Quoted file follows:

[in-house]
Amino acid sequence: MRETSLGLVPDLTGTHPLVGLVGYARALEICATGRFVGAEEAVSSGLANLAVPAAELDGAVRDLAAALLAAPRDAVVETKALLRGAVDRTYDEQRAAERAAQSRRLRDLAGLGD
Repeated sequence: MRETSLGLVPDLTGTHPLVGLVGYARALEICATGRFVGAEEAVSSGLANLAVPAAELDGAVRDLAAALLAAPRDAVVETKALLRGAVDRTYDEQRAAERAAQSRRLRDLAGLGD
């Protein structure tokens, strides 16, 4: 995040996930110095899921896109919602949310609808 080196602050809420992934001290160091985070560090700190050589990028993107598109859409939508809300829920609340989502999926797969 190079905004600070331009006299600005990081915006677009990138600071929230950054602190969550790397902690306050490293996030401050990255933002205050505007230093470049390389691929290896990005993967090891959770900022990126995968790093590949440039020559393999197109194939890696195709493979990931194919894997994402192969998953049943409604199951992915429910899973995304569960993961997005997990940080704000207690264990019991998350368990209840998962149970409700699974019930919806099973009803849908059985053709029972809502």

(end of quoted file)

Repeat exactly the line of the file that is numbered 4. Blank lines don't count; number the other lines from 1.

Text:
């Protein structure tokens, strides 16, 4: 995040996930110095899921896109919602949310609808 080196602050809420992934001290160091985070560090700190050589990028993107598109859409939508809300829920609340989502999926797969 190079905004600070331009006299600005990081915006677009990138600071929230950054602190969550790397902690306050490293996030401050990255933002205050505007230093470049390389691929290896990005993967090891959770900022990126995968790093590949440039020559393999197109194939890696195709493979990931194919894997994402192969998953049943409604199951992915429910899973995304569960993961997005997990940080704000207690264990019991998350368990209840998962149970409700699974019930919806099973009803849908059985053709029972809502």